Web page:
NABET 700-M UNIFOR represents over 3000 Film, Television and New Media Technicians in the province of Ontario.

100 Lombard Street
Suite 303
Toronto, ON
M5C 1M3
Tel: 416-536-4827
Toll-free: 1-888-428-0362
Fax: 416-536-0859


December 19, 2016

December 16th News Report from your Los Angeles Representative

Happy Friday everyone,

Things are slowing down in LA this week as the holidays approach, but as the year draws to a close, jurisdictions across the globe are touting the success of their film and television production sectors. Variety this week took a look at the booming business in the U.K. where movie spending totaled US $1.74 billion in the 12 months to Sept. 30 and television spending by 77 shows receiving tax credits totaled US $800 million during that period, more than twice the amount spent two years ago.

Production also continues to boom in New York State where industry advocates routinely tout locally-shot productions that earn nominations during awards season. This year was no exception as a press release from Governor Andrew Cuomo himself boasted that seven New York-based film and TV productions earned Golden Globe nominations and that the seven productions collectively generated more than $224 million in spending and created approximately 13,300 jobs across the state.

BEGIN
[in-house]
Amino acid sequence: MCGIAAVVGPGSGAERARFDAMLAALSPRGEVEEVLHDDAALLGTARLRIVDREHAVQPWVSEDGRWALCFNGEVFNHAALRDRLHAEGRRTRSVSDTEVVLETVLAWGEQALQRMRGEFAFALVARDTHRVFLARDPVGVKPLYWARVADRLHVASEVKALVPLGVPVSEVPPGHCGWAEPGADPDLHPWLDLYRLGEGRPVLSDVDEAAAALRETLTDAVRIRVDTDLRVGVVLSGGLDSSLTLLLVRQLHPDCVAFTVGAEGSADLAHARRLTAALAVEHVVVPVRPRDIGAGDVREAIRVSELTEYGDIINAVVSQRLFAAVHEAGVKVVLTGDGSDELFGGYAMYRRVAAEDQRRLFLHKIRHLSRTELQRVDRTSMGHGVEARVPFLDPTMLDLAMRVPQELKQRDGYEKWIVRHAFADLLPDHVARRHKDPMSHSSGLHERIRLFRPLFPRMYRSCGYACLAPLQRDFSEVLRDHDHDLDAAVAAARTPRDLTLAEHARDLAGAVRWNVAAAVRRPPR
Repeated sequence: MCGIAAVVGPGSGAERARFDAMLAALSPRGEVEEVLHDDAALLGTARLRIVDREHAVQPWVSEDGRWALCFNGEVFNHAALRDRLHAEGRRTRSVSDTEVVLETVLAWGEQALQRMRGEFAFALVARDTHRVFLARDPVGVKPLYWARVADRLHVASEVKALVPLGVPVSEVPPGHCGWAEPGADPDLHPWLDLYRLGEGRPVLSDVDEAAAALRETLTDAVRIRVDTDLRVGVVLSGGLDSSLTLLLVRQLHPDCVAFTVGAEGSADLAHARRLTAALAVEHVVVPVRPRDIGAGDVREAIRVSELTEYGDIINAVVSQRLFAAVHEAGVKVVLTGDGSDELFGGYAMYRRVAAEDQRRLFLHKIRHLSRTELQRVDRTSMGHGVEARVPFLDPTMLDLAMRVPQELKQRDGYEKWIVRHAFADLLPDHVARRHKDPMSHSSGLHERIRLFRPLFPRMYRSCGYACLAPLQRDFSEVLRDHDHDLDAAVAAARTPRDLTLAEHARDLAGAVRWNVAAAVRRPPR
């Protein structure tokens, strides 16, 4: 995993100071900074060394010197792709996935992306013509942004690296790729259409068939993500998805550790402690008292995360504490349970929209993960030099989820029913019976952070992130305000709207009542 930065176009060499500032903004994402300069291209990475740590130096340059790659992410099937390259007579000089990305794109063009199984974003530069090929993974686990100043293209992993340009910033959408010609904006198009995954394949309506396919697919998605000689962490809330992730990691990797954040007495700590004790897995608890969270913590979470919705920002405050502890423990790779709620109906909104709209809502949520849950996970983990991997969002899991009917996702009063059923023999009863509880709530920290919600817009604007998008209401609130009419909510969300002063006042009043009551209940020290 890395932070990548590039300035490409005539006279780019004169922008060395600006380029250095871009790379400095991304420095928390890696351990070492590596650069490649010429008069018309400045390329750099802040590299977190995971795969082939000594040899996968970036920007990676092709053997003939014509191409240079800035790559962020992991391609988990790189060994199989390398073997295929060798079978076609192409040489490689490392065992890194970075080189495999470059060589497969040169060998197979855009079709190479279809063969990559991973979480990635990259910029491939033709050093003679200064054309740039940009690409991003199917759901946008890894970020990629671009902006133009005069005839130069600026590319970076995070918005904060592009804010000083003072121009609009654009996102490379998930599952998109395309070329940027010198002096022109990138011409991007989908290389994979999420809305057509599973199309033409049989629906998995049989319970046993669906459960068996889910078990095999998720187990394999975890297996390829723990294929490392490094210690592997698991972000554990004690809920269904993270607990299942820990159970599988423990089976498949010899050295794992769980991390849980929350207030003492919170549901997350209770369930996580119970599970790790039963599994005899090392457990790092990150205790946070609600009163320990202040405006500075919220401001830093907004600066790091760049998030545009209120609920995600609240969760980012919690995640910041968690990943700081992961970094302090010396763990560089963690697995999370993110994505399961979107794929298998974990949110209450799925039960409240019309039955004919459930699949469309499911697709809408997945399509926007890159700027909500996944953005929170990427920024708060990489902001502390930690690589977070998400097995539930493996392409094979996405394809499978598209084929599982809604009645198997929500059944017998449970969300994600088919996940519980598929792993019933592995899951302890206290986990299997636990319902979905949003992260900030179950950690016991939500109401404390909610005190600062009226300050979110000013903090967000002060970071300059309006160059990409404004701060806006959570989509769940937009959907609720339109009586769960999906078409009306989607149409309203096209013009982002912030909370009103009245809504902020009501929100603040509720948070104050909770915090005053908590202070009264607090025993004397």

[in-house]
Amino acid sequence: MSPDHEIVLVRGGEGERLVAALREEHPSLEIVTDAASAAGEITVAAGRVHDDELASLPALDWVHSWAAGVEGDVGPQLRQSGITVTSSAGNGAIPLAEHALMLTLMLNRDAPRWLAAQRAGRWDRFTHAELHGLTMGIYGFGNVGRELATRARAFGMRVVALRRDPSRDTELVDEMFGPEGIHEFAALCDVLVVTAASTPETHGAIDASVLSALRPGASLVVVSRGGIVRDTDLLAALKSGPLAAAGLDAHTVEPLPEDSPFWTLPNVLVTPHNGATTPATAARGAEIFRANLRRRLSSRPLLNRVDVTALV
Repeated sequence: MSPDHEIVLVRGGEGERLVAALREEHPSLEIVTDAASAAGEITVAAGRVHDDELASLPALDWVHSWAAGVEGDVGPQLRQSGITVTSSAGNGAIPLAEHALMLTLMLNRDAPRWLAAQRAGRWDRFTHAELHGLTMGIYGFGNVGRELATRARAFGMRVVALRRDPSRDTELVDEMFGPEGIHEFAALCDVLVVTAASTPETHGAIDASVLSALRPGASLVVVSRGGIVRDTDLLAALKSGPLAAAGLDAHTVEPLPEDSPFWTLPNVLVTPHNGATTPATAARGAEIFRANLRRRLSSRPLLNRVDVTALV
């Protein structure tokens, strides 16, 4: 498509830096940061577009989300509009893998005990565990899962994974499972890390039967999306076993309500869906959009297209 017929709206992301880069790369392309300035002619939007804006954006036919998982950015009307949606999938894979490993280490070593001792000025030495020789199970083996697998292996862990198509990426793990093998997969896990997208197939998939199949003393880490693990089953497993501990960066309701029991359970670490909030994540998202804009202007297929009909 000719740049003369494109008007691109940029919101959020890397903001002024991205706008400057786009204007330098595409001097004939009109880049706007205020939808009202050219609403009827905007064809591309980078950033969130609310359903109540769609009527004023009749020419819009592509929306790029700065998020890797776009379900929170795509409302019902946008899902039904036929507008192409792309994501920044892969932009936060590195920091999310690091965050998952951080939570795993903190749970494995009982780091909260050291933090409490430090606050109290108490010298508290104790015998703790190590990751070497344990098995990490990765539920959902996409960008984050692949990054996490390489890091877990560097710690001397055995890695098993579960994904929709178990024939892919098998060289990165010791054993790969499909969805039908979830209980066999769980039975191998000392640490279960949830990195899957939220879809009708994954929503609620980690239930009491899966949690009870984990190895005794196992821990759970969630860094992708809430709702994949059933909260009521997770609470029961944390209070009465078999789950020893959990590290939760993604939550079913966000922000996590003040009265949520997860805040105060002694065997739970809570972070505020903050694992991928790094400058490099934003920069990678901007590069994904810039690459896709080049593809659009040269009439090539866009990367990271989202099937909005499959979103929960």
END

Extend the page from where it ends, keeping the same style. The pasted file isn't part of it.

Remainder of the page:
Crain's New York, which published the above article followed up by reporting on record employment numbers released by film and television unions. As detailed below, Teamsters Local 817, the union of drivers, casting directors and location managers and scouts, reported hiring an extra 200 nonmember workers in October for total employment of 1,400 people—the highest in the union's 113-year history.

An executive shakeup at Warner Brothers Studios this week made headlines in the trades. As reported in the L.A. Times below, turmoil at the studio is being blamed for the inconsistent box office performance of its movies.

Consumers concerned about family-friendly viewing this week took notice when an injunction was granted to the Hollywood studios against VidAngel, a streaming service which cleans up movies for family viewing. As detailed in the Times below, VidAngel’s lawyers argued unsuccessfully that it was protected from piracy accusations by a 2005 law called the Family Movie Act, which allows consumers to tweak movies they own for personal use.

Finally this week, an article by Business Insider about a filmmaker's unsuccessful negotiations with streaming giant Netflix was shared across social media this week and labeled a must-read for filmmakers everywhere. As detailed below, director Craig Atkinson alleges that his award-winning documentary Do Not Resist was blacklisted after he turned down Netflix's offer to buy and brand the film as Original Content.

Warmest regards,


Kelly Graham-Scherer
Los Angeles Representative
Toronto/ Ontario Film Office

more News